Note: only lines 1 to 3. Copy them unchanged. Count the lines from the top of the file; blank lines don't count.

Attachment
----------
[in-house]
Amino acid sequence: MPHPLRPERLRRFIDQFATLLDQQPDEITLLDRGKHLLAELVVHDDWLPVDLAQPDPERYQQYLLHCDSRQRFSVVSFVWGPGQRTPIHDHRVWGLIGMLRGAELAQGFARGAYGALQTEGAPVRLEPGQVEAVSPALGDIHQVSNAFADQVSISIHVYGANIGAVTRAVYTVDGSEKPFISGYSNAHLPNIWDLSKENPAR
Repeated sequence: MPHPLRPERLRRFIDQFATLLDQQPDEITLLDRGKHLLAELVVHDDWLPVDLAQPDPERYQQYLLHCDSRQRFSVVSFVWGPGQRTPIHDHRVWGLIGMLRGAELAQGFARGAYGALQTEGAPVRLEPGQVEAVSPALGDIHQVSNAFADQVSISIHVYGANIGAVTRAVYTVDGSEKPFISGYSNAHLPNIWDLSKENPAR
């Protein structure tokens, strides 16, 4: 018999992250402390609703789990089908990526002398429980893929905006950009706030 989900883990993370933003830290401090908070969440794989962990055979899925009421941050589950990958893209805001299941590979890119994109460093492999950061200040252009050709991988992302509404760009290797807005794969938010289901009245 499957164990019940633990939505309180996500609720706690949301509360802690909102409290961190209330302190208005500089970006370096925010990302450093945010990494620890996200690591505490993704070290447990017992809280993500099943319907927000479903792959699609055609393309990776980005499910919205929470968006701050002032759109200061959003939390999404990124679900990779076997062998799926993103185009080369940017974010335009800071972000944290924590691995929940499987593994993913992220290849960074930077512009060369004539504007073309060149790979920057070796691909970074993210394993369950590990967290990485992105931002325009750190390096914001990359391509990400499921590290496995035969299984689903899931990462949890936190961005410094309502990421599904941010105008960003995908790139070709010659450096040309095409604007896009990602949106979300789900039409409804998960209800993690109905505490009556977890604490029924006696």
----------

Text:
[in-house]
Amino acid sequence: MPHPLRPERLRRFIDQFATLLDQQPDEITLLDRGKHLLAELVVHDDWLPVDLAQPDPERYQQYLLHCDSRQRFSVVSFVWGPGQRTPIHDHRVWGLIGMLRGAELAQGFARGAYGALQTEGAPVRLEPGQVEAVSPALGDIHQVSNAFADQVSISIHVYGANIGAVTRAVYTVDGSEKPFISGYSNAHLPNIWDLSKENPAR
Repeated sequence: MPHPLRPERLRRFIDQFATLLDQQPDEITLLDRGKHLLAELVVHDDWLPVDLAQPDPERYQQYLLHCDSRQRFSVVSFVWGPGQRTPIHDHRVWGLIGMLRGAELAQGFARGAYGALQTEGAPVRLEPGQVEAVSPALGDIHQVSNAFADQVSISIHVYGANIGAVTRAVYTVDGSEKPFISGYSNAHLPNIWDLSKENPAR